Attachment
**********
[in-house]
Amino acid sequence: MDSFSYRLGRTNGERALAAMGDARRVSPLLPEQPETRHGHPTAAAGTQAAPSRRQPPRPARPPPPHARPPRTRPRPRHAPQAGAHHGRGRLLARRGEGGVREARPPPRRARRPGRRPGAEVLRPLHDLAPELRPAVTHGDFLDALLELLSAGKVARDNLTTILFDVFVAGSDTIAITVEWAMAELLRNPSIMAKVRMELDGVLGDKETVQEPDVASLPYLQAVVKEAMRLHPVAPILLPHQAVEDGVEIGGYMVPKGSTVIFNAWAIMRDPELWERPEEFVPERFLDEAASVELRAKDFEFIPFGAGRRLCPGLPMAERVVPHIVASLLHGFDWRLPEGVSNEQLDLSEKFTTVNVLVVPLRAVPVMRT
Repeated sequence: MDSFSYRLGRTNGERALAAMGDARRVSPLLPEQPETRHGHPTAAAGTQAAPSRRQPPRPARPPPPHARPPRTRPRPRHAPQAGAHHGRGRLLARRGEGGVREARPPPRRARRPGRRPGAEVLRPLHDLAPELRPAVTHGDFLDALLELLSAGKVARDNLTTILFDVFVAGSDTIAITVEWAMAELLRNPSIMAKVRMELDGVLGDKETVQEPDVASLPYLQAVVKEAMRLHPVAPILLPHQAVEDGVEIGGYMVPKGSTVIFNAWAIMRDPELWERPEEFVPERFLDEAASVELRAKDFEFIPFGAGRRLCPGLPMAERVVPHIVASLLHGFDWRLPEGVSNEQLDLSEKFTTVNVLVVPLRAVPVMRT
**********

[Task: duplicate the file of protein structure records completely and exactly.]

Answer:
[in-house]
Amino acid sequence: MDSFSYRLGRTNGERALAAMGDARRVSPLLPEQPETRHGHPTAAAGTQAAPSRRQPPRPARPPPPHARPPRTRPRPRHAPQAGAHHGRGRLLARRGEGGVREARPPPRRARRPGRRPGAEVLRPLHDLAPELRPAVTHGDFLDALLELLSAGKVARDNLTTILFDVFVAGSDTIAITVEWAMAELLRNPSIMAKVRMELDGVLGDKETVQEPDVASLPYLQAVVKEAMRLHPVAPILLPHQAVEDGVEIGGYMVPKGSTVIFNAWAIMRDPELWERPEEFVPERFLDEAASVELRAKDFEFIPFGAGRRLCPGLPMAERVVPHIVASLLHGFDWRLPEGVSNEQLDLSEKFTTVNVLVVPLRAVPVMRT
Repeated sequence: MDSFSYRLGRTNGERALAAMGDARRVSPLLPEQPETRHGHPTAAAGTQAAPSRRQPPRPARPPPPHARPPRTRPRPRHAPQAGAHHGRGRLLARRGEGGVREARPPPRRARRPGRRPGAEVLRPLHDLAPELRPAVTHGDFLDALLELLSAGKVARDNLTTILFDVFVAGSDTIAITVEWAMAELLRNPSIMAKVRMELDGVLGDKETVQEPDVASLPYLQAVVKEAMRLHPVAPILLPHQAVEDGVEIGGYMVPKGSTVIFNAWAIMRDPELWERPEEFVPERFLDEAASVELRAKDFEFIPFGAGRRLCPGLPMAERVVPHIVASLLHGFDWRLPEGVSNEQLDLSEKFTTVNVLVVPLRAVPVMRT